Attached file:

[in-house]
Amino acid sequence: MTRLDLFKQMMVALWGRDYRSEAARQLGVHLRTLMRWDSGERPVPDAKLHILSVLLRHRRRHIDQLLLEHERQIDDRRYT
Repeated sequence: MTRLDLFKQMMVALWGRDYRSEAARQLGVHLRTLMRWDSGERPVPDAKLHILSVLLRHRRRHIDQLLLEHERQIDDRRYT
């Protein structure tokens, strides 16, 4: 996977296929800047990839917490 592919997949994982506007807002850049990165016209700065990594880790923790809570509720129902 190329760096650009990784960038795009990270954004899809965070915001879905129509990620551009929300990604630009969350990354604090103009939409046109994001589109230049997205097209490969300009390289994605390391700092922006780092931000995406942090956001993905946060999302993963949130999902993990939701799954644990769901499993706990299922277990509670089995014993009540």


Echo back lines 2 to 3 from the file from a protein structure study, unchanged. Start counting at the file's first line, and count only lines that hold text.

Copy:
Amino acid sequence: MTRLDLFKQMMVALWGRDYRSEAARQLGVHLRTLMRWDSGERPVPDAKLHILSVLLRHRRRHIDQLLLEHERQIDDRRYT
Repeated sequence: MTRLDLFKQMMVALWGRDYRSEAARQLGVHLRTLMRWDSGERPVPDAKLHILSVLLRHRRRHIDQLLLEHERQIDDRRYT